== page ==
Until very recently there had been heightened concern that healthcare companies could be under pressure because some of the more ‘progressive’ Democratic presidential candidates favored an expanded government role in healthcare. The plan, or concept, is known as ‘Medicare for All.’ We believe that former Vice President Biden would support the status quo which was shaped by ‘Obamacare,’ the Affordable Care Act that was a pillar of the Barack Obama Presidency under which Mr. Biden served. To be sure, many Americans feel that healthcare is too expensive and it would be imprudent to assume that the risk of some government option has disappeared. The COVID-19 crisis has raised concerns that for most Americans health insurance is linked to employment and being able to pay for health insurance is dependent on being well enough to work.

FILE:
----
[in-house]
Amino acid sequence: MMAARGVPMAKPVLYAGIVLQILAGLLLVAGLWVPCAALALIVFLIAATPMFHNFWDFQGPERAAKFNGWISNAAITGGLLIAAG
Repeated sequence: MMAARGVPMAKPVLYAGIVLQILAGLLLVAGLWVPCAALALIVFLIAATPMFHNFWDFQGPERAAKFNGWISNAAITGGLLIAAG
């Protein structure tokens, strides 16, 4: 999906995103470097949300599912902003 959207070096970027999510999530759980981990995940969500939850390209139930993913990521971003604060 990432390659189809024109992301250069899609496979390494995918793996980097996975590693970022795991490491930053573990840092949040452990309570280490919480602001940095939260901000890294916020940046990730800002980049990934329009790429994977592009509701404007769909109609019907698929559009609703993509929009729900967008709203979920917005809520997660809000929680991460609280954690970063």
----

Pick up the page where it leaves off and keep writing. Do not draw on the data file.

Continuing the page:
At the end of July, Stefano Pessina announced that he would step down as CEO to become Executive Chairman when a new CEO is named. Mr. Pessina was 78 as of October 28, 2019, according to the Annual Report for FY19. James Skinner, who was formerly CEO of McDonalds, will step down as Executive Chairman but remain on the board to facilitate a smooth leadership transition.
We give Mr. Pessina great credit for his capital discipline. We expect this to continue. He treats shareholder capital as though it is his own; in fact much of it is. He avoided making a transformative bad deal that destroyed shareholder value. He also led a successful cost cutting effort that reduced SG&A as a percentage of sales. This not only sent dollars to the bottom line, it gave the company a lean cost structure to face competition. The fact that his business Alliance Boots, (with Kohlberg Kravis Roberts), was taken over by Walgreen and he wound up in charge of the combined enterprise cements his legend as a deal maker. Still some investors hoped to see more deals under his tenure. He creatively emphasized alliances rather than takeovers and he said on a number of occasions that he is always looking for deals.
WBA could also lose sales if other drugstore operators make low bids to participate in restricted networks.